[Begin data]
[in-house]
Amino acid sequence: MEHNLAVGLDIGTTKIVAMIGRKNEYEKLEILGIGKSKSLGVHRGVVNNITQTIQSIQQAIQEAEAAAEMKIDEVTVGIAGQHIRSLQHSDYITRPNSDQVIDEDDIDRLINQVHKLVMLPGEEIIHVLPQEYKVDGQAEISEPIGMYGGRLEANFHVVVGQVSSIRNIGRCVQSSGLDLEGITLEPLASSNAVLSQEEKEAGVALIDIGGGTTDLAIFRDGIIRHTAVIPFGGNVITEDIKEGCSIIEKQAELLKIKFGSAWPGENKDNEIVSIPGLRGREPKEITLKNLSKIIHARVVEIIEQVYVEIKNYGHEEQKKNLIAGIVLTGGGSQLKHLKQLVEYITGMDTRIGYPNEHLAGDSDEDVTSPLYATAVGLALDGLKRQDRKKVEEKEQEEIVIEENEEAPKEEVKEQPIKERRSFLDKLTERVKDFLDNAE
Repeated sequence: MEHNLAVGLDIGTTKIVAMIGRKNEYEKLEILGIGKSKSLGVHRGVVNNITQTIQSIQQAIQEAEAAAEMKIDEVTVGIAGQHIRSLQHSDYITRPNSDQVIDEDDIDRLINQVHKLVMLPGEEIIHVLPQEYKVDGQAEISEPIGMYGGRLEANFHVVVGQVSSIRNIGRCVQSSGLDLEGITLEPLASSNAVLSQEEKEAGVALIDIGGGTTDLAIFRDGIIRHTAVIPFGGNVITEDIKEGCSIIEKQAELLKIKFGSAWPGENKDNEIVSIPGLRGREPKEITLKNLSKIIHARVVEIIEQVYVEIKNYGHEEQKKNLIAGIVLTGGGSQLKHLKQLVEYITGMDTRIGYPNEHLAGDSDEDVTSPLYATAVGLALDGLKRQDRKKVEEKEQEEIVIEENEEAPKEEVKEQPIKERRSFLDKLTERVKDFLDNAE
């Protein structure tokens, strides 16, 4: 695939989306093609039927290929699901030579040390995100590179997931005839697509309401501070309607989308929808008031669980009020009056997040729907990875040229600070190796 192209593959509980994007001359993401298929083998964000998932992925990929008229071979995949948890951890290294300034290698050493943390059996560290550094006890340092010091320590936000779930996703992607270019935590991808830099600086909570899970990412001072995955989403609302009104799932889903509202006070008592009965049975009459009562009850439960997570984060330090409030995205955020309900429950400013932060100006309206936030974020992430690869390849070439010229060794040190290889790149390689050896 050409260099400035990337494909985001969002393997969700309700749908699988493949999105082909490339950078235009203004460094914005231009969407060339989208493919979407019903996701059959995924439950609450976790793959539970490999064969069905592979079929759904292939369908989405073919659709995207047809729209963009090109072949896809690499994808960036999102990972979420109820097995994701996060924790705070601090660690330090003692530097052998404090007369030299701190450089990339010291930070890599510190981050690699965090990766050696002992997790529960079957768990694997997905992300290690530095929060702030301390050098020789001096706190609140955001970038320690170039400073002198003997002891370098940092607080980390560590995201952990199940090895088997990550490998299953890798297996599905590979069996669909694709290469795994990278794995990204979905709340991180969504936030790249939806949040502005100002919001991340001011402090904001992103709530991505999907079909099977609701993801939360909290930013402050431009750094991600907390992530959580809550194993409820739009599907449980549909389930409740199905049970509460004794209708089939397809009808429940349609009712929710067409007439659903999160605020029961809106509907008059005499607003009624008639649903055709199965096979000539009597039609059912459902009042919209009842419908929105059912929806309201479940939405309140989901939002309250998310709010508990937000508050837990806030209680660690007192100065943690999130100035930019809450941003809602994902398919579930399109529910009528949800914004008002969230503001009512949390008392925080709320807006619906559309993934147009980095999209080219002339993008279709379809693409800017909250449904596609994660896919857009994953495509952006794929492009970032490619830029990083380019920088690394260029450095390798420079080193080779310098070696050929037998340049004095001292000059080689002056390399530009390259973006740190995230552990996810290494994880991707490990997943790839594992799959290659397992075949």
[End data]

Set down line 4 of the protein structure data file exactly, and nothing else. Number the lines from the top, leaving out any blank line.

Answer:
């Protein structure tokens, strides 16, 4: 695939989306093609039927290929699901030579040390995100590179997931005839697509309401501070309607989308929808008031669980009020009056997040729907990875040229600070190796 192209593959509980994007001359993401298929083998964000998932992925990929008229071979995949948890951890290294300034290698050493943390059996560290550094006890340092010091320590936000779930996703992607270019935590991808830099600086909570899970990412001072995955989403609302009104799932889903509202006070008592009965049975009459009562009850439960997570984060330090409030995205955020309900429950400013932060100006309206936030974020992430690869390849070439010229060794040190290889790149390689050896 050409260099400035990337494909985001969002393997969700309700749908699988493949999105082909490339950078235009203004460094914005231009969407060339989208493919979407019903996701059959995924439950609450976790793959539970490999064969069905592979079929759904292939369908989405073919659709995207047809729209963009090109072949896809690499994808960036999102990972979420109820097995994701996060924790705070601090660690330090003692530097052998404090007369030299701190450089990339010291930070890599510190981050690699965090990766050696002992997790529960079957768990694997997905992300290690530095929060702030301390050098020789001096706190609140955001970038320690170039400073002198003997002891370098940092607080980390560590995201952990199940090895088997990550490998299953890798297996599905590979069996669909694709290469795994990278794995990204979905709340991180969504936030790249939806949040502005100002919001991340001011402090904001992103709530991505999907079909099977609701993801939360909290930013402050431009750094991600907390992530959580809550194993409820739009599907449980549909389930409740199905049970509460004794209708089939397809009808429940349609009712929710067409007439659903999160605020029961809106509907008059005499607003009624008639649903055709199965096979000539009597039609059912459902009042919209009842419908929105059912929806309201479940939405309140989901939002309250998310709010508990937000508050837990806030209680660690007192100065943690999130100035930019809450941003809602994902398919579930399109529910009528949800914004008002969230503001009512949390008392925080709320807006619906559309993934147009980095999209080219002339993008279709379809693409800017909250449904596609994660896919857009994953495509952006794929492009970032490619830029990083380019920088690394260029450095390798420079080193080779310098070696050929037998340049004095001292000059080689002056390399530009390259973006740190995230552990996810290494994880991707490990997943790839594992799959290659397992075949």